For some reason the boys didn’t give Oliver a chance and just said, “No kid, you’re boring. And you’re no hero, you’re a zero!” I’m not sure they even knew what it meant except that it was some sort of a taunt. They likely heard it on a cartoon or a show. But they kept saying it, even though his parents (us) were right there. Matt and I just looked at each other with that, “I know we can’t really jump in right now but how far do we let this go?” look. Oliver just came over by us and said, “Pappa, can YOU push me on this toy?” and that was that.

It seemed pretty painless for my son but it was gut wrenching for me. Maybe it’s because I know that this is only a small portion of how children actually treat each other and it seems to intensify when they get older; the taunts are more hurtful and I can’t really protect my children from most forms of pain. I hate it when they fall and experience physical pain but emotional pain is a totally different world! It’s a world I’m very familiar with as an awkward kid from a really messed up and poverty-riddled home life. I know very well how deep teasing runs into forming how you see yourself but I’m also aware of how crucial it is for parents not to transfer their pain and insecurities onto their own children. I’m sure we all know of parents (maybe we are those types parents) who instill a false sense of superiority in their kids because they don’t want them to experience rejection like they did and it’s a very dangerous path to walk with formative little people.

So we sat and watched and listened yesterday, wondering how our son would interpret what was happening to him. It’s similar to watching kids play with your child and they are doing the ‘run away from the loser’ game, this time your child is the ‘loser’ they are running away from. You can’t really jump in, but you sort of have to. Or do you? I have no answer for this. I just know when my kids are playing the run-away game from another child it is NOT ok and I for certain jump in. I can’t keep them from experiencing rejection but I can help them learn that inflicting it is unacceptable!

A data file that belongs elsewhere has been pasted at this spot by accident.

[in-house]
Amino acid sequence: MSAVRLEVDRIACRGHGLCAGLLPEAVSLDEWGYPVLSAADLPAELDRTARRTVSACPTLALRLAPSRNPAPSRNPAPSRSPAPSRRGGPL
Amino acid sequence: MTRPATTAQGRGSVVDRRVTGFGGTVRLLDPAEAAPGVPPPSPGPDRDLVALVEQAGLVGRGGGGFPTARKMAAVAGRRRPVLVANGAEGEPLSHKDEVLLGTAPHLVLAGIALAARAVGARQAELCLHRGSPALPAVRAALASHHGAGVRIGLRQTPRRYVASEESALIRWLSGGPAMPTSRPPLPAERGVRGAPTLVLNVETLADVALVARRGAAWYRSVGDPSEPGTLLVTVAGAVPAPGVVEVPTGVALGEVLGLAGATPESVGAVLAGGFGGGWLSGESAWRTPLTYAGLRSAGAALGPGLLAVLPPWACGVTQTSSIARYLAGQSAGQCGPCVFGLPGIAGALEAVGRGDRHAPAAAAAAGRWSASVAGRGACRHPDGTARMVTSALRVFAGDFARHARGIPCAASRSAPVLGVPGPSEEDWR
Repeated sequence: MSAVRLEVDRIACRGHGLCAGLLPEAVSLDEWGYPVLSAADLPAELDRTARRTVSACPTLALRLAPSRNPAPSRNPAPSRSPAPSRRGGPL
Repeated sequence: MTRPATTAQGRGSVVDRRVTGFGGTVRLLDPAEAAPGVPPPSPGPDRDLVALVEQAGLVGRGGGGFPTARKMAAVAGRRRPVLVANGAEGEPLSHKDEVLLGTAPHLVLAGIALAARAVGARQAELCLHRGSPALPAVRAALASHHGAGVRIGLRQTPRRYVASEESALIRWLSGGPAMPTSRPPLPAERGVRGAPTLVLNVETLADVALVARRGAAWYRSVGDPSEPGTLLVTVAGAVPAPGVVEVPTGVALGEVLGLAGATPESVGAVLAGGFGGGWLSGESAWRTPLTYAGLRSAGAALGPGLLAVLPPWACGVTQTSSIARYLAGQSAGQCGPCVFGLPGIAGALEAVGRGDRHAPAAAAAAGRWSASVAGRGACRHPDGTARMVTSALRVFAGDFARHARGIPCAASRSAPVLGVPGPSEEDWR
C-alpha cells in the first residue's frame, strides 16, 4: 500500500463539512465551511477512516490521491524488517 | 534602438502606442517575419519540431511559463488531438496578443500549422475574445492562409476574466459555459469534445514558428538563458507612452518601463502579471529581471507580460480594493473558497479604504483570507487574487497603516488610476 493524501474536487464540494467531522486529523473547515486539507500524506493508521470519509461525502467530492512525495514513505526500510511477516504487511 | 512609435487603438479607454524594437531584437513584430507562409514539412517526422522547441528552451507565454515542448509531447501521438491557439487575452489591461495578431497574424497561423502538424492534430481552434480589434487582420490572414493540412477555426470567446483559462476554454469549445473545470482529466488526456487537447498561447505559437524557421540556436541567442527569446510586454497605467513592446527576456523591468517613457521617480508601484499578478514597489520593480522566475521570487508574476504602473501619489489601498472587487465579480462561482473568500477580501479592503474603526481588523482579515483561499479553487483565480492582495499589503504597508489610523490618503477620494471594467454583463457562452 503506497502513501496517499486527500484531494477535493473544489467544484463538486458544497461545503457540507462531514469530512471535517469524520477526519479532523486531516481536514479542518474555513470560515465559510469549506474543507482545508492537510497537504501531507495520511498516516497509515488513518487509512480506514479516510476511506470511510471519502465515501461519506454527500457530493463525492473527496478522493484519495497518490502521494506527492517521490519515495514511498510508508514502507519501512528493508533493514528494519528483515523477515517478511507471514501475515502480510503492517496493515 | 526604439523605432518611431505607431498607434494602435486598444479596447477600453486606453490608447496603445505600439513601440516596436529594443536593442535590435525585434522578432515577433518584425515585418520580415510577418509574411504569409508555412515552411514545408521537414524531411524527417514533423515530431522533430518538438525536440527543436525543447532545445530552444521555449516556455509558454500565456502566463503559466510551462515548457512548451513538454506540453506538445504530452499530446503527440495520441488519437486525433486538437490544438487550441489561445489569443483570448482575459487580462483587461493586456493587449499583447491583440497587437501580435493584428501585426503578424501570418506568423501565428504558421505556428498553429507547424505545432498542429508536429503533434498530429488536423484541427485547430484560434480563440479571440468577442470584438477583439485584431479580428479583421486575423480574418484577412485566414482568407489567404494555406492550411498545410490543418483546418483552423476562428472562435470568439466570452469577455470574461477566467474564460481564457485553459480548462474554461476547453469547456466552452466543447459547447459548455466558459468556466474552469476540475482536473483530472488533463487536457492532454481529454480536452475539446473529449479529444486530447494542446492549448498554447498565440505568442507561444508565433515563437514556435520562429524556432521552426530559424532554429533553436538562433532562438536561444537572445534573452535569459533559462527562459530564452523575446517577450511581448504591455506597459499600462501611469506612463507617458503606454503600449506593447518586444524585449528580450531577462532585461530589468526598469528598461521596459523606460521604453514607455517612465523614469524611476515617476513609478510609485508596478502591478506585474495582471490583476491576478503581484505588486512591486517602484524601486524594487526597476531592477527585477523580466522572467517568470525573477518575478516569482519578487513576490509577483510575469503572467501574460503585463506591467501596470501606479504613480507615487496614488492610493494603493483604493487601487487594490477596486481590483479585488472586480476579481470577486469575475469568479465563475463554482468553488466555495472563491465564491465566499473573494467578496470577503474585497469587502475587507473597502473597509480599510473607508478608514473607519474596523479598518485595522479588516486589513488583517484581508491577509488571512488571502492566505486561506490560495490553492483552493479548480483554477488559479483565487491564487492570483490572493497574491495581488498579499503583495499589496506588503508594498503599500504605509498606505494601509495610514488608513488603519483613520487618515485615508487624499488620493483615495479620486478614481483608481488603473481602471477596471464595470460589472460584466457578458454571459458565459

The best part of yesterday was indeed how Oliver interpreted and responded to what will go down in history as ‘the playground event’. When we were leaving we asked him what he thought of what they said to him. His response gave Matt and I the assurance that he’s going to be just fine. He said, “I don’t know why they were saying that to me. A zero is just a number. That doesn’t make sense”. Matt and I smiled and said, “Yes, you’re so right. What silly boys who think it’s mean to call someone a number. Great attitude Oliver”. And that was that!

Similar Post:

Rite of passage for girls (the battle of the body)

Numbers and concepts

My son is a handful. Anyone who knows him knows that. He’s a brilliant and jubilant little man and while I am simultaneously concerned for his future (will juvenile detention be involved?) I am also pretty sure he’s going to go very far and succeed at whatever he does. That is if he makes it to 6! He has energy to burn but he is also in need of constant mind and body stimulation. If it’s not running and yelling he must be working at building something intricate or working out a puzzle or learning phonics.

I’ve tried to teach him some simple math concepts without cracking open the math curriculum I bought in the fall. Something tells me he isnt’ ready for the curriculum. He’s only just five and doesn’t have the patience to sit through more than a few lessons of one topic. I am like any mother though and I have concerns that he is behind or wonder if he’s learning enough. I’m pretty convinced that he isn’t being challenged enough for his intelligence level. There are a lot of things I just don’t know how to do with him to get him stimulated. He loves to build and invent so I’ll try to give him a bunch of random bits and bobs lying around the house and ask him to make something out of them. Some days he’s into that, some days he whines about everything.